Miscellaneous material for your mid-week reading.
– Peter Fleming writes that the promise of entrepreneurial self-employment has given way to the nightmare of systematic precarious work: (T)he move to reclassify people as self-employed follows a very simple formula: it helps reduce labour costs and maximise profits for businesses that would rather use contractors than a . . . → Read More: Accidental Deliberations: Wednesday Morning Links
Assorted content to end your week.- The BBC reports that even UK business groups are acknowledging that excessive executive pay is leading to public concern and distrust in the state of the economy. And Alex Hern notes that Steve Wozniak for one isn’t … . . . → Read More: Accidental Deliberations: Friday Morning Links
Miscellaneous material to start your week.- CBC and the Star have both started reporting on the Panama Papers – offering a glimpse of the tip of the iceberg of international tax avoidance. And the Star also recognizes why we shouldn’t let grey-area tax… . . . → Read More: Accidental Deliberations: Monday Morning Links
Assorted content to end your week.- Sean McElwee examines how the wealthy control the U.S.’ political system, while public opinion plays far too little role in policy choices:A comprehensive study by Grossmann finds that public opinion was a significan… . . . → Read More: Accidental Deliberations: Friday Afternoon Links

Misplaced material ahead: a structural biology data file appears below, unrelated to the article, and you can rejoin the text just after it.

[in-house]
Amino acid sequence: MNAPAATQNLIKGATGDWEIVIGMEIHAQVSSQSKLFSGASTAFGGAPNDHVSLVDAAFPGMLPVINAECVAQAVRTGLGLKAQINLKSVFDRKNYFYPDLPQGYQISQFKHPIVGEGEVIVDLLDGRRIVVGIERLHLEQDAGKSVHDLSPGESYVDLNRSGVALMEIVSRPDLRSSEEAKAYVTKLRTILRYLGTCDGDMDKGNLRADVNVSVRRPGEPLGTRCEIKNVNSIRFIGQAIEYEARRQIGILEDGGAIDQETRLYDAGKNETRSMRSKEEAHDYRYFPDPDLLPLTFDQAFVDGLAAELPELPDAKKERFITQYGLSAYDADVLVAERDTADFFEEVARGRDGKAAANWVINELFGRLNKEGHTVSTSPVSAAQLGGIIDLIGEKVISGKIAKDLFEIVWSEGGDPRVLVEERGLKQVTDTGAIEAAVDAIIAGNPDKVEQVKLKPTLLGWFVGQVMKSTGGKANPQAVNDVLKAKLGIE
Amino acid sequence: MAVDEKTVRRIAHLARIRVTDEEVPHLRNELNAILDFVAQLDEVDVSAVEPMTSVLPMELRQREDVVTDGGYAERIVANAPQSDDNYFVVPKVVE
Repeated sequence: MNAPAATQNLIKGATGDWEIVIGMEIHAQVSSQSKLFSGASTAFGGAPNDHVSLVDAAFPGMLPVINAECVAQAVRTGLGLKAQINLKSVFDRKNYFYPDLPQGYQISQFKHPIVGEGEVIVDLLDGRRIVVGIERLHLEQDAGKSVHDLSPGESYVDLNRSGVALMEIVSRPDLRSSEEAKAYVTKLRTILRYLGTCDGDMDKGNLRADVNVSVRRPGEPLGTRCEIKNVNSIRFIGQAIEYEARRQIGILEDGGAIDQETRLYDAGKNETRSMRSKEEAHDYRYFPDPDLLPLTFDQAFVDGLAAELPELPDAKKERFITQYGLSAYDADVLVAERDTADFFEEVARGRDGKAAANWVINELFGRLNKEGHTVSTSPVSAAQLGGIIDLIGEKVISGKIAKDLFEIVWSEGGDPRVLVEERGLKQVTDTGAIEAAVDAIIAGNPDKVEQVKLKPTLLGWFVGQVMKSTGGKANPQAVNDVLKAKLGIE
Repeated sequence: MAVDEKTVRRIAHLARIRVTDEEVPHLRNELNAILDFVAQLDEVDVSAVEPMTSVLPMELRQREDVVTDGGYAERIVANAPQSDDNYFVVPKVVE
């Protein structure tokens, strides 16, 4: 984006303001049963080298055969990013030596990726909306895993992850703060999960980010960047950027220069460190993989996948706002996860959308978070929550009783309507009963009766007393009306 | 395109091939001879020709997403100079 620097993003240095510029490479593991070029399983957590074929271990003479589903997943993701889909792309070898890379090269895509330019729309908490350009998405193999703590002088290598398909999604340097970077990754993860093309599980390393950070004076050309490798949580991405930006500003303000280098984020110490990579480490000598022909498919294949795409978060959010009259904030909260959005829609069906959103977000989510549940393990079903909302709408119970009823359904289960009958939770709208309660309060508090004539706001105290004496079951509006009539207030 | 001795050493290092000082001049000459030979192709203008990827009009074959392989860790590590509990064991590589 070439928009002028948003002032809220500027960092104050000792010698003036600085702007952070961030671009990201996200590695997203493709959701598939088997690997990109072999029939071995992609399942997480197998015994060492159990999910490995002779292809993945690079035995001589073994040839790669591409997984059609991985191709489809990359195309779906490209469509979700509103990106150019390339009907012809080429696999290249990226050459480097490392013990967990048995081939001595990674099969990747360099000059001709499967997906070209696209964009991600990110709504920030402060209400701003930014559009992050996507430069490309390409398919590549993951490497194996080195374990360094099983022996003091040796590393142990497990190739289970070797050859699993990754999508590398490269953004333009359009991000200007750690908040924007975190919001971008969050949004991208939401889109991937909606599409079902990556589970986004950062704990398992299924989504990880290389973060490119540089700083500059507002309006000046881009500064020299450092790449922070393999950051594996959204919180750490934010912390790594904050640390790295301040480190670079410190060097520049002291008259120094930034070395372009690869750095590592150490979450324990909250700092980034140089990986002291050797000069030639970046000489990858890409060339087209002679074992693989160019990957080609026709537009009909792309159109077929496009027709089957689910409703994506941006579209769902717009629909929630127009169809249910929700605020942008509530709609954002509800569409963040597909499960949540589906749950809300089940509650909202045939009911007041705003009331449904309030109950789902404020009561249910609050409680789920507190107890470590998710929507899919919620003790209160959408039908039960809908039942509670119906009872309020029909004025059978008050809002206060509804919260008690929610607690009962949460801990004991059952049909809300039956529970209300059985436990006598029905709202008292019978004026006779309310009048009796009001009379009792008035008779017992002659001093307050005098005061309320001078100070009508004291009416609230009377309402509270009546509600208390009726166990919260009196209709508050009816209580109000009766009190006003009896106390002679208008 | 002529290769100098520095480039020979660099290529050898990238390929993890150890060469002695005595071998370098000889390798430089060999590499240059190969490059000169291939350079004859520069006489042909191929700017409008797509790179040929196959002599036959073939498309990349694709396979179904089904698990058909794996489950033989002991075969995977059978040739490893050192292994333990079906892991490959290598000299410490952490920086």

Here, on the Canadian Human Rights Tribunal’s decision (PDF) finding that the failure to provide equal child services for First Nations is a human rights breach which requires federal action at law – rather than merely a moral failure which has too oft… . . . → Read More: Accidental Deliberations: New column day
Miscellaneous material for your mid-week reading.- Karl Nerenberg weighs in on the Libs’ choice to direct billions of dollars toward higher-income individuals, rather than working to help Canadians who need it:The Liberals are now in power, and have ju… . . . → Read More: Accidental Deliberations: Wednesday Morning Links
Miscellaneous material to start your week.
– Ira Basen discusses the Canadian federal election campaign’s focus on the middle class – as well as the reality that the economic security which looms as the most important priority within that group will require more government action than the limited policies currently on offer. And Tavia Grant . . . → Read More: Accidental Deliberations: Monday Morning Links
ISIS is known for atrocity. They’re murderous swine, real butchers. But, as CBC’s Neil Macdonald reminds us there’s a world full of their type, real pros, and we don’t give a damn.
Back in July, Barack Obama signed an executive order punishing anyone responsible for some of the hideous excesses of the Congolese civil war. Hardly . . . → Read More: The Disaffected Lib: Funny How We Choose Who We’ll Fight and Who We’ll Ignore
What is wrong with this guy? He writes in an op-ed on the CBC website that the controversial movie “Innocence of Muslims” is merely an expression of freedom of speech. He writes:
“But speech is sacred in this country, even speech that can be weaponized. And there is a price to be paid.”
Mr. . . . → Read More: LeDaro: Neil Macdonald of CBC
ANALYSISNeil Macdonald: Is self-censorship fueling Alice Walker’s Hebrew halt? (CBC this morning)
Mr. MacDonald, with all due respect from someone who has Jewish cultural roots, you are letting your ‘fondness’ for your time in Israel cloud your usually sharp judgement.. Canada has been blindly following Israel’s lead with no perceptible discussion of what is wrong, . . . → Read More: Left Over: Neil MacDonald: Try a little self-censorship on for size…